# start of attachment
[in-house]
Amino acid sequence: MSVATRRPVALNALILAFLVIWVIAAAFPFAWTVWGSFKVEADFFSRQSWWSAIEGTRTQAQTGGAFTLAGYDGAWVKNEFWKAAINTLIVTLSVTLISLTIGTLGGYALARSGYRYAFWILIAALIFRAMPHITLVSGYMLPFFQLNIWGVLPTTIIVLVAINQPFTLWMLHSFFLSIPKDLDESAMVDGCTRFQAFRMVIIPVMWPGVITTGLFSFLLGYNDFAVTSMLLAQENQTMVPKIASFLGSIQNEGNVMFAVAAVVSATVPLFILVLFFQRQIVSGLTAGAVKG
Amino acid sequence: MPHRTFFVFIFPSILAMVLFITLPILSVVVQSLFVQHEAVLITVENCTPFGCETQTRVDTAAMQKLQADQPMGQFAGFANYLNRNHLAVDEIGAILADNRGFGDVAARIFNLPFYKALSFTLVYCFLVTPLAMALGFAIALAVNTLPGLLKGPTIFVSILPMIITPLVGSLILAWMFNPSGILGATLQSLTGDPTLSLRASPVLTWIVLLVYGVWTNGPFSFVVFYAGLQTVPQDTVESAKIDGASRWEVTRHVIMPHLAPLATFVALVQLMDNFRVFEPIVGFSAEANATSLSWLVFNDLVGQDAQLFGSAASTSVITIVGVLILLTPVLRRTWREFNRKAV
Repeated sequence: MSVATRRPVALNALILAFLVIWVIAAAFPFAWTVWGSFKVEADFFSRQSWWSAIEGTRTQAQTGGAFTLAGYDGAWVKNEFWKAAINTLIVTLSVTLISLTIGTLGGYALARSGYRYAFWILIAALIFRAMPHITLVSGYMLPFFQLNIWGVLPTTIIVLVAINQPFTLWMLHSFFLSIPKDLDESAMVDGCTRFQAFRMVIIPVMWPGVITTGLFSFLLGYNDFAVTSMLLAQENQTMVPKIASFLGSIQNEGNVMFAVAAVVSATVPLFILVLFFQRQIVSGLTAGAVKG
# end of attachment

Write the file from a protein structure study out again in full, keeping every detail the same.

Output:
[in-house]
Amino acid sequence: MSVATRRPVALNALILAFLVIWVIAAAFPFAWTVWGSFKVEADFFSRQSWWSAIEGTRTQAQTGGAFTLAGYDGAWVKNEFWKAAINTLIVTLSVTLISLTIGTLGGYALARSGYRYAFWILIAALIFRAMPHITLVSGYMLPFFQLNIWGVLPTTIIVLVAINQPFTLWMLHSFFLSIPKDLDESAMVDGCTRFQAFRMVIIPVMWPGVITTGLFSFLLGYNDFAVTSMLLAQENQTMVPKIASFLGSIQNEGNVMFAVAAVVSATVPLFILVLFFQRQIVSGLTAGAVKG
Amino acid sequence: MPHRTFFVFIFPSILAMVLFITLPILSVVVQSLFVQHEAVLITVENCTPFGCETQTRVDTAAMQKLQADQPMGQFAGFANYLNRNHLAVDEIGAILADNRGFGDVAARIFNLPFYKALSFTLVYCFLVTPLAMALGFAIALAVNTLPGLLKGPTIFVSILPMIITPLVGSLILAWMFNPSGILGATLQSLTGDPTLSLRASPVLTWIVLLVYGVWTNGPFSFVVFYAGLQTVPQDTVESAKIDGASRWEVTRHVIMPHLAPLATFVALVQLMDNFRVFEPIVGFSAEANATSLSWLVFNDLVGQDAQLFGSAASTSVITIVGVLILLTPVLRRTWREFNRKAV
Repeated sequence: MSVATRRPVALNALILAFLVIWVIAAAFPFAWTVWGSFKVEADFFSRQSWWSAIEGTRTQAQTGGAFTLAGYDGAWVKNEFWKAAINTLIVTLSVTLISLTIGTLGGYALARSGYRYAFWILIAALIFRAMPHITLVSGYMLPFFQLNIWGVLPTTIIVLVAINQPFTLWMLHSFFLSIPKDLDESAMVDGCTRFQAFRMVIIPVMWPGVITTGLFSFLLGYNDFAVTSMLLAQENQTMVPKIASFLGSIQNEGNVMFAVAAVVSATVPLFILVLFFQRQIVSGLTAGAVKG